In an Australian first, a new Banking Code of Practice has been considered and approved by the Australian Securities and Investments Commission (ASIC) under their industry code approval powers. In this article Anna Bligh, CEO of the Australian Banking Association outlines some of the new initiatives and why the new code should be adopted by the entire industry.
Recently launched by the Australian Bankers Association the new Banking Code of Practice sets a revised standard of customer service for Australia’s banks. The new Code is part of a significant reform agenda to improve banking services to better meet community standards and expectations.
However, consumers should note that not all Australian banks and lenders are signatories to the new code. Here’s a list of the banks who are ABA Members and therefore required to comply with the new code.
Launching the new code, Australian Banking Association (ABA) Chief Executive Officer, Anna Bligh said banks that weren’t members of the ABA, such as credit unions, building societies and other lenders, should adopt the code to ensure no gaps in consumer protections.
The ABA recommended its adoption by the entire industry to the Banking Royal Commission.
The new code, a requirement of membership of the ABA, lifts the standard in banking, representing a stronger commitment to ethical behaviour, responsible lending, greater financial protection and increased transparency. It will be fully implemented by July 1, 2019.
Ms Bligh said while the new code was tailored specifically for the types of banks the ABA represented, it was important that customers were protected regardless of who they choose to bank with.
“Members of the Australian Banking Association have lifted the standard in banking with this new code, with customers the big winners,” Ms Bligh said.
“Initiatives such as reminders when introductory credit card offers are ending, proactive contact with customers who might be at risk of financial difficulty, and simple, easy-to-understand contracts should be adopted across the entire industry. Particularly for small business, every lender, including building societies, credit unions and others, should give sufficient notice when loan conditions might change to help with future planning.”
Ms Bligh said “While other lenders were offering similar products, the standards were not the same, which created confusion for customers and a loophole in protections.”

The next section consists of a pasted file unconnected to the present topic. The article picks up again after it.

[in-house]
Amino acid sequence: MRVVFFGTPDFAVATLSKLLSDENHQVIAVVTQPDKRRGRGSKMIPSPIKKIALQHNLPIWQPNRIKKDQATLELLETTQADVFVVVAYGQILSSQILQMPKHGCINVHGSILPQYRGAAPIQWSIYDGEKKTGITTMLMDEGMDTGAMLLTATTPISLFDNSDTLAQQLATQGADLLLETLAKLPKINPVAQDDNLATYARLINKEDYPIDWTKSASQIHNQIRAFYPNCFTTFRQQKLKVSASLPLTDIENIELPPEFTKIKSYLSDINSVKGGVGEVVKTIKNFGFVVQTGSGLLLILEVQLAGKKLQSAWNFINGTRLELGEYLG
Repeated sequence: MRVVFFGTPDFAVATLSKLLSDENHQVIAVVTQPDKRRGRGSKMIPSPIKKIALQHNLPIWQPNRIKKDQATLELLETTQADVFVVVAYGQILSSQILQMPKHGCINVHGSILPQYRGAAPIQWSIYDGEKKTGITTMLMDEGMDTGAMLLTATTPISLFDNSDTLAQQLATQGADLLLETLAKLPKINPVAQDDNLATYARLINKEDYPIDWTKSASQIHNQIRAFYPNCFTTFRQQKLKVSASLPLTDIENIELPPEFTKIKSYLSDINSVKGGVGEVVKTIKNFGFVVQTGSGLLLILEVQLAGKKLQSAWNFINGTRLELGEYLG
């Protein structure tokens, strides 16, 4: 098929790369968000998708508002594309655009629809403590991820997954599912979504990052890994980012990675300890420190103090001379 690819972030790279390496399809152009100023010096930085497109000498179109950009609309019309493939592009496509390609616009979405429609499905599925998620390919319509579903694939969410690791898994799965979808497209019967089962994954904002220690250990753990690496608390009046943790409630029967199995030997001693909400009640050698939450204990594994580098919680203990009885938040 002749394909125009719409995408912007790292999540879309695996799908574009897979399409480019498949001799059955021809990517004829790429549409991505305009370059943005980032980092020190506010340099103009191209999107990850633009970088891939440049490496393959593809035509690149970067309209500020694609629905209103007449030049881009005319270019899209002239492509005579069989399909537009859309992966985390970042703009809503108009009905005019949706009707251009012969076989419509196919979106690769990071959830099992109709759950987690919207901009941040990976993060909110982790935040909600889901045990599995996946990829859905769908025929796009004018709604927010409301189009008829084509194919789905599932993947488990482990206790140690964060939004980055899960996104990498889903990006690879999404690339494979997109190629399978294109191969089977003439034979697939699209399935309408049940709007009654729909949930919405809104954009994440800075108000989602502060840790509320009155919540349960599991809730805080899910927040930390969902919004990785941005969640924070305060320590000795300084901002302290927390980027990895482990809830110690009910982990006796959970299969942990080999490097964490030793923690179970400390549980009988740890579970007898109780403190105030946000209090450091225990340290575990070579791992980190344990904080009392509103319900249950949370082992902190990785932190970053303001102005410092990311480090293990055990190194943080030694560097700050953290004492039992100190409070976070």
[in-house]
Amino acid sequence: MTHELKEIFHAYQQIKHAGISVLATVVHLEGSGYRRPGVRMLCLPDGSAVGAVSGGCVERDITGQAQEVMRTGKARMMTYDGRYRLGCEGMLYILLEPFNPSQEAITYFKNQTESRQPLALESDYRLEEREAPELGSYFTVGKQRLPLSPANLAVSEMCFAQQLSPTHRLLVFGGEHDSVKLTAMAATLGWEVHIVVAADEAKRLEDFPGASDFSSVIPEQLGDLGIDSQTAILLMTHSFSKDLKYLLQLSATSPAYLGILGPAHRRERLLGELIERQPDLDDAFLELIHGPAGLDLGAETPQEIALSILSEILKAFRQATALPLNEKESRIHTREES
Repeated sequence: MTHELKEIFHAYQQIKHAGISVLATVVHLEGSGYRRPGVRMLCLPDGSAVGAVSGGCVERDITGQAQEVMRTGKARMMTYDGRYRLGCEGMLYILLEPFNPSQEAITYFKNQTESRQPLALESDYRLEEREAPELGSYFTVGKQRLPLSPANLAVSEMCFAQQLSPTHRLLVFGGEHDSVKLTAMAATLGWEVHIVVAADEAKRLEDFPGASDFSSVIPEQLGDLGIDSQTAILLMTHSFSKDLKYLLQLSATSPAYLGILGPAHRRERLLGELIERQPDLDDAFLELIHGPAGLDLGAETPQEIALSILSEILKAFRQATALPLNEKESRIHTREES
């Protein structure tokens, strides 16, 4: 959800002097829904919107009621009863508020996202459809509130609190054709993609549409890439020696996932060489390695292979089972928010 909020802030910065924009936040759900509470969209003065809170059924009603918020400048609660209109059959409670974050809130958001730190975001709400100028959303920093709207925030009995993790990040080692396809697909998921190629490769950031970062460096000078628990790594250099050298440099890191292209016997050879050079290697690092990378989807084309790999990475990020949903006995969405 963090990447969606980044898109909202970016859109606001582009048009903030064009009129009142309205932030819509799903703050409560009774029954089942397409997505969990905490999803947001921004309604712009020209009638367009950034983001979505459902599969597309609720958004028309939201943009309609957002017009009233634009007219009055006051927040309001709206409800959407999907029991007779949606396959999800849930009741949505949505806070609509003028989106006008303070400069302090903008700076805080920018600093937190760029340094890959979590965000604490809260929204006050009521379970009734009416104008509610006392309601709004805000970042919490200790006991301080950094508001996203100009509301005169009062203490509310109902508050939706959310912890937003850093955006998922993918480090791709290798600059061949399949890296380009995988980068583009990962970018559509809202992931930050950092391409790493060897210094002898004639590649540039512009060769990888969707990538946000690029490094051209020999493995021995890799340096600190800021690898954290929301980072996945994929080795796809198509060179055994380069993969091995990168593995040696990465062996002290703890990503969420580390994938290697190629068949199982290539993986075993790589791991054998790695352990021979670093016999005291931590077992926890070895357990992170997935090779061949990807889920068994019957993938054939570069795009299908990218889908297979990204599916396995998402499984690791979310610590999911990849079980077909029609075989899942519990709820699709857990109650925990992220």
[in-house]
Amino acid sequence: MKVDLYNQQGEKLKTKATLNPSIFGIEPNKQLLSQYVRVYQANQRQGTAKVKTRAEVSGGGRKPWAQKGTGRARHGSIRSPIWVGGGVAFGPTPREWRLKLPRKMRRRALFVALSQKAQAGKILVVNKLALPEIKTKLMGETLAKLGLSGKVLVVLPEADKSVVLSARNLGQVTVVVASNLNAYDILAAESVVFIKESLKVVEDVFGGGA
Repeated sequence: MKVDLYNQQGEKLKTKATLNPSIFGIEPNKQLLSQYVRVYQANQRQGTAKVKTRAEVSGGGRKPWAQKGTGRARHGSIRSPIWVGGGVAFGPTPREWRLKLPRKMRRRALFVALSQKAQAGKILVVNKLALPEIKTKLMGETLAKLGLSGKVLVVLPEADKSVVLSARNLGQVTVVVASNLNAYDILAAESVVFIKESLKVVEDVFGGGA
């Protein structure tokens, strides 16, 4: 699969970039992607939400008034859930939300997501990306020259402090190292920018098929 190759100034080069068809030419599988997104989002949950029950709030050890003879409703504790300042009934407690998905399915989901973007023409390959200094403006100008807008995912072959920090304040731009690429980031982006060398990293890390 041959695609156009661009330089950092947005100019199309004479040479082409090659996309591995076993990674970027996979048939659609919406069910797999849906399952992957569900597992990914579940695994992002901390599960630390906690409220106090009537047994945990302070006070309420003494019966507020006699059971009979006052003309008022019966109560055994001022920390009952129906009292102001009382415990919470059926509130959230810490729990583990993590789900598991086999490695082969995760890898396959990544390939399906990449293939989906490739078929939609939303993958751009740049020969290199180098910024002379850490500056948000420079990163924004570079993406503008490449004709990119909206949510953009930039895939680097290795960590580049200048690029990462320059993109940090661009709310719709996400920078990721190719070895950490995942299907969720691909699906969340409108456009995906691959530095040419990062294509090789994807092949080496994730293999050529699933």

“These common standards for customers could be achieved by making membership of an ASIC-approved code, such as the ABA code, a requirement of a licence,” Ms Bligh said.
While it is expected that further changes will be made to banking following the final report of the Royal Commission, it’s important that all lenders adopt the same rigorous standards to ensure there is consistency across the industry.
Initiatives in the new code include:
- Customer reminders when an introductory credit card offer is to end.
- New measures to assess a customer’s ability to repay their entire credit card limit within five years.
- Proactive contact with customers deemed at risk of financial difficulty, with measures to help them.
- Giving customers lists of direct debits and recurring payments, making it easier to switch banks.
- Simplified loan contracts written in plain English and easier to understand.
- Providing more notice to small business when loan conditions changed to help with business planning.
- Better protections for guarantors to ensure they understood their obligations, including a cooling-off period, and advocating that they seek independent legal advice to ensure they understand what they’re signing.
- A new independent body which will investigate breaches and apply sanctions as needed.
Those banks that are ABA Members will need to comply with the code by 1 July 2019.
For a copy of the new code – click here.